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Pakistani Clerics Urge Government To Open Up Mosques For Prayers

A Pakistani security official stands guard outside a mosque that was closed for weekly Friday prayers in the northwestern city of Peshawar on April 10.

A prominent Pakistani cleric says a group of religious leaders have demanded authorities relax restrictions on mosque prayers amid the coronavirus crisis.

The request was issued on April 14 at a gathering of the Wafaq-ul-Madaris, a board overseeing official madrassahs across Pakistan, said Maulana Qazi Abdul Rashid, who heads the organization’s Punjab regional branch.

"We are ready to adopt all precautions such as sanitizers, soap and washing hands, but we cannot keep our mosques empty," he told RFE/RL.

Rashid, however, pointed out that the board would not get into a confrontation with the government if authorities didn’t agree with its demand.

Pakistan hasn’t banned mosque prayers amid the coronavirus outbreak. Instead, the government relies on restricting the size of congregations attending mosques and advisories to stay at home from religious groups like the country's Islamic Ideology Council.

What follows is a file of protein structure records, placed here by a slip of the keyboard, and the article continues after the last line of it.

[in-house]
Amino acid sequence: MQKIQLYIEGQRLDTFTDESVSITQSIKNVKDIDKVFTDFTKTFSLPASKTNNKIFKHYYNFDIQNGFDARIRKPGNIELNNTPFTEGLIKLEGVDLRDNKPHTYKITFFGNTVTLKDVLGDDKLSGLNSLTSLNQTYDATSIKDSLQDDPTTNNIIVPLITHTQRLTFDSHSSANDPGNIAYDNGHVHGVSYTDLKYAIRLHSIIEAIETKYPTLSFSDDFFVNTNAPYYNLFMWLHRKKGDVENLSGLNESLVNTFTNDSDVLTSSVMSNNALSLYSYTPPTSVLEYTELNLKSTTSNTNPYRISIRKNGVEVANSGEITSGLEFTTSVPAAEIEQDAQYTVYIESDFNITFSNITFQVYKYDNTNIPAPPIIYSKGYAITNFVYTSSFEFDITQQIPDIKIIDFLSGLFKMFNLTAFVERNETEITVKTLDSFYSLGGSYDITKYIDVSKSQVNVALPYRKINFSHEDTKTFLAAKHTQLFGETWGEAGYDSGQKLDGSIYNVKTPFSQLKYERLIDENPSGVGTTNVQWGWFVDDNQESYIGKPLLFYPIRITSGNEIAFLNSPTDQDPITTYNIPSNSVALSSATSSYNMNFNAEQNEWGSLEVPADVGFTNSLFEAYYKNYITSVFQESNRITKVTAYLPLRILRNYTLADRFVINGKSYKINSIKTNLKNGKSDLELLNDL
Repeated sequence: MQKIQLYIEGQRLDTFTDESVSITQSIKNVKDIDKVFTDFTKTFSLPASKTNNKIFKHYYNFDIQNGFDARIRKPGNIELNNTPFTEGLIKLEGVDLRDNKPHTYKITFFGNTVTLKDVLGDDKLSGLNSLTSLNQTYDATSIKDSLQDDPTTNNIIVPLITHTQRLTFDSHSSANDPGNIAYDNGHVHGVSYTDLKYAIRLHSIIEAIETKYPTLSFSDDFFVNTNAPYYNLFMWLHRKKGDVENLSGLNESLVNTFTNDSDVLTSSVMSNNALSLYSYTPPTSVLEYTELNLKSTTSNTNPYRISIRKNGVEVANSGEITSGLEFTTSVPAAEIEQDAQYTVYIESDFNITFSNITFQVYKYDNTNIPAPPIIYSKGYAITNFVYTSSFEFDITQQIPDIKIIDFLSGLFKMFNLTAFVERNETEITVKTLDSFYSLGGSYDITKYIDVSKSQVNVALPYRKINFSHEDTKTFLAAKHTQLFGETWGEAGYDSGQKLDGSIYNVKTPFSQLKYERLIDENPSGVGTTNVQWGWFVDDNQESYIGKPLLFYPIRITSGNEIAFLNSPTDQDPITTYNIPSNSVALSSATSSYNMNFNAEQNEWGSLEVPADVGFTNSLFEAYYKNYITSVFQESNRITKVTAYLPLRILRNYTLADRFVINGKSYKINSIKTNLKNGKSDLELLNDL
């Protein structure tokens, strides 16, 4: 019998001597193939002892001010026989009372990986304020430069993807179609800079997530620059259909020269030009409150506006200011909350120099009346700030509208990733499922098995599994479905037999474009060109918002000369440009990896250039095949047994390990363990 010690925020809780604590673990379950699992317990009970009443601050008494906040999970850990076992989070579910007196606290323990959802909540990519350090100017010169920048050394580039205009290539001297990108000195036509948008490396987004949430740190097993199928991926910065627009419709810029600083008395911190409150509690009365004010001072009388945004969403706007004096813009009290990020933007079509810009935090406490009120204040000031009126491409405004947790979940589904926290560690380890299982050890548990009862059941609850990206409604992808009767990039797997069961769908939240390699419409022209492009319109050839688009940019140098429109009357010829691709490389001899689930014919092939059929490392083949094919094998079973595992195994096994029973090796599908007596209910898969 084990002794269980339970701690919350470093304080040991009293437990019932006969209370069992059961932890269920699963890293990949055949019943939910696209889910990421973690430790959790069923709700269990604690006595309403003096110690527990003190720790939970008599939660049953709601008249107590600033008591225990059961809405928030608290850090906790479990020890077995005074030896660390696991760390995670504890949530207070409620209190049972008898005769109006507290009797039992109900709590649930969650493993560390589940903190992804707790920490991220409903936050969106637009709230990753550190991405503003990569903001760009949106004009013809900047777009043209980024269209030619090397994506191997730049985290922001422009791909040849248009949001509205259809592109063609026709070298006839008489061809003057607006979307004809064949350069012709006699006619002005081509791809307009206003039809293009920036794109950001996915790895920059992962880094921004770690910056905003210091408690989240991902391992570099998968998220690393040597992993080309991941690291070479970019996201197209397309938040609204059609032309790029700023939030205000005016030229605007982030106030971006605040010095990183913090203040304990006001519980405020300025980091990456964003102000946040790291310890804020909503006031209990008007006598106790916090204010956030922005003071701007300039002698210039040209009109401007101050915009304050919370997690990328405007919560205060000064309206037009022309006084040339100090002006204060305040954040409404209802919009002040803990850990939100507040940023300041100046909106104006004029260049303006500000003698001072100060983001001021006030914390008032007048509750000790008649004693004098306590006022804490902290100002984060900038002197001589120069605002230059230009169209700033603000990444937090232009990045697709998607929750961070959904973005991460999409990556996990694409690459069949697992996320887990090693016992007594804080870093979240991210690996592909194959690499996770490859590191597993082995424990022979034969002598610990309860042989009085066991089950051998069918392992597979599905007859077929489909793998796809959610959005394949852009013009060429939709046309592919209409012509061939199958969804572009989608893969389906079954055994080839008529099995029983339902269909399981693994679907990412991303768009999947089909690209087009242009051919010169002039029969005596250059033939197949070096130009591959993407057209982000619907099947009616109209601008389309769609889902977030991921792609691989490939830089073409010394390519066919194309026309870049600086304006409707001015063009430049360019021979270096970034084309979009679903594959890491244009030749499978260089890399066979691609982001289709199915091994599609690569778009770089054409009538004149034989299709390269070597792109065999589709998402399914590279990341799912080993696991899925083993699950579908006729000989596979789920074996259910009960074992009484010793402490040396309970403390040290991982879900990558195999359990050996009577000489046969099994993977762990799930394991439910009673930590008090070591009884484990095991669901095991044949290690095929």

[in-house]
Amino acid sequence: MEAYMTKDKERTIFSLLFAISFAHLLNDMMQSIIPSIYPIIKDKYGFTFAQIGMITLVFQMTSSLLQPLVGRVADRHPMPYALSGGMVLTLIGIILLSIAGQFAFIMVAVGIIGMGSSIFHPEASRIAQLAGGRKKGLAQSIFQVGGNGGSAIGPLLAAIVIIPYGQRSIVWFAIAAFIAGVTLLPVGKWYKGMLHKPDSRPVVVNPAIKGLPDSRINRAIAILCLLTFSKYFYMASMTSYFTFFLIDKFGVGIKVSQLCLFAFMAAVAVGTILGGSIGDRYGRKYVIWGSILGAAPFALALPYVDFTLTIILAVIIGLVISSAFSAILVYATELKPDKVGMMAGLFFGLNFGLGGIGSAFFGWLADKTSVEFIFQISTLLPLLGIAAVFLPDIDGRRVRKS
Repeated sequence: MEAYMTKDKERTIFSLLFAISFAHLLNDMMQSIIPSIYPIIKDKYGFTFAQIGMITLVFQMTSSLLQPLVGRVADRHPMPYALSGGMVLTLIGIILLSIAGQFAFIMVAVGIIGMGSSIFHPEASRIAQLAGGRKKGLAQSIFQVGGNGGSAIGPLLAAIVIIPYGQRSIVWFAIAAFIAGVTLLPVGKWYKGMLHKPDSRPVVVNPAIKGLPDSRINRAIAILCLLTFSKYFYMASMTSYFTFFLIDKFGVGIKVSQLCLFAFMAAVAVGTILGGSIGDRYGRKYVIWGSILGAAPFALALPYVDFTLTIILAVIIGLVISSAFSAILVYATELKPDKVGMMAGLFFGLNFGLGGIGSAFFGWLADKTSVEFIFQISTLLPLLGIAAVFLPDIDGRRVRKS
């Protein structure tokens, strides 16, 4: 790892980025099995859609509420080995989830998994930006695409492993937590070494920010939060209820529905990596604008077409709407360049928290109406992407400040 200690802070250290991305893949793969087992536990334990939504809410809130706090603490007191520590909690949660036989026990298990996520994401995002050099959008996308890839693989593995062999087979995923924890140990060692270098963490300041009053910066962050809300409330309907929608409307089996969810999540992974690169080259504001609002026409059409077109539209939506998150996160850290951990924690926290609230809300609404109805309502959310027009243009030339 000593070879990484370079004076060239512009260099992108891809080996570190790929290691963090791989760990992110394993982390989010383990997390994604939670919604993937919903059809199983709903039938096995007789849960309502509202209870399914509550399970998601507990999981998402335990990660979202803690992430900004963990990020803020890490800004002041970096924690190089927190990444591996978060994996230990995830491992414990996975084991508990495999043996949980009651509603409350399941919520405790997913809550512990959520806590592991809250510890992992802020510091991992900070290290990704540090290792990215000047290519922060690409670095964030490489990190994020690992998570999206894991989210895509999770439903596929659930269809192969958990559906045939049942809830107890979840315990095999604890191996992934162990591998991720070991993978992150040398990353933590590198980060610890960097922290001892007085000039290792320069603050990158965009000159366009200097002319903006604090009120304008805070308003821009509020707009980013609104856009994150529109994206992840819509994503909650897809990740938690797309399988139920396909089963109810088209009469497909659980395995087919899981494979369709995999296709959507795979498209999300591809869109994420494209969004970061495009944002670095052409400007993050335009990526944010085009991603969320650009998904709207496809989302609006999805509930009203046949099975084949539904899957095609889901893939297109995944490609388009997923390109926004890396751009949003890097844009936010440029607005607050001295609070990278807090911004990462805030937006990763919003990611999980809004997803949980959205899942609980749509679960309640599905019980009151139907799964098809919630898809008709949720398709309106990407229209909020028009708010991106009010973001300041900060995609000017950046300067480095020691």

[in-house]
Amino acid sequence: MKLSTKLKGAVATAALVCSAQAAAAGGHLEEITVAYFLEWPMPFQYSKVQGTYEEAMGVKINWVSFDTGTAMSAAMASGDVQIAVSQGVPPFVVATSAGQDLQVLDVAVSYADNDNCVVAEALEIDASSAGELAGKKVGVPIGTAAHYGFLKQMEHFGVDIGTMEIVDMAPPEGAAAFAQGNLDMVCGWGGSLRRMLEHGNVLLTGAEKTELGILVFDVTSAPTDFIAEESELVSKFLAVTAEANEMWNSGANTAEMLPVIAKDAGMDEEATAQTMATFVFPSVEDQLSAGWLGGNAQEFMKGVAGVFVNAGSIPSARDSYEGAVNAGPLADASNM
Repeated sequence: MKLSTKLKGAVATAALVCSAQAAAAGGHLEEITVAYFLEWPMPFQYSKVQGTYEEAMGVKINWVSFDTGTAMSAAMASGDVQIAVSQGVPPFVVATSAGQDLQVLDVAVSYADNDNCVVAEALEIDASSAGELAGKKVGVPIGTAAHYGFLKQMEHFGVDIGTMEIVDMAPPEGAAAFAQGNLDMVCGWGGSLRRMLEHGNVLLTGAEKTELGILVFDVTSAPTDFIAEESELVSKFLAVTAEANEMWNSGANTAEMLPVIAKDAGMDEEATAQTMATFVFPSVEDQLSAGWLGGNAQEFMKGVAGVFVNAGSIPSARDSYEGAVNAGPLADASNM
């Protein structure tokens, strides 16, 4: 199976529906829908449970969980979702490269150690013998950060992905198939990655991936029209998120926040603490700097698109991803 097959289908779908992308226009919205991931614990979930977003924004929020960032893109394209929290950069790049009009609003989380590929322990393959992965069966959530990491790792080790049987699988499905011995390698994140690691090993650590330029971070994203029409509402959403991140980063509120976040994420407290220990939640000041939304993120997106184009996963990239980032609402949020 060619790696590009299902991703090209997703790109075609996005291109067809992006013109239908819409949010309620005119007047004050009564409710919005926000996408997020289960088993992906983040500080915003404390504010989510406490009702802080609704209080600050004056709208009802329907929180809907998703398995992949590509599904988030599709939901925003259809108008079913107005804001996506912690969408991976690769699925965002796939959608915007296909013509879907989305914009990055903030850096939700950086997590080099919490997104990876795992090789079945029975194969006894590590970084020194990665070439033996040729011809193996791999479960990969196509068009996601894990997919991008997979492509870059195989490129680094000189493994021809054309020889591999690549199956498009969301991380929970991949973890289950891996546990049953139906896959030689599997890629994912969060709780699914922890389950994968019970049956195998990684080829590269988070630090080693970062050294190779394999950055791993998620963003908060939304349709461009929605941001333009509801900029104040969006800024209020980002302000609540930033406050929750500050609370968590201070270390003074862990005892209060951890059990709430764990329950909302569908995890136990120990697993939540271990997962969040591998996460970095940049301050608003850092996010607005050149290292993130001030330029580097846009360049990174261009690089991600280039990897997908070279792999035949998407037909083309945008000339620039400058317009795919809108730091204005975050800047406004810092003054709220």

Some provinces have issued their own lockdown orders to prevent Muslims from gathering for Friday Prayers.

In southern Sindh province, a complete lockdown is being enforced from noon until 3 p.m., the time when the faithful gather for prayers.

In eastern Punjab province, checkpoints have been set up in major cities to stop people from congregating.

As of April 14, more than 5,700 infections and 96 coronavirus-related deaths were reported by Pakistani authorities.

With reporting by AP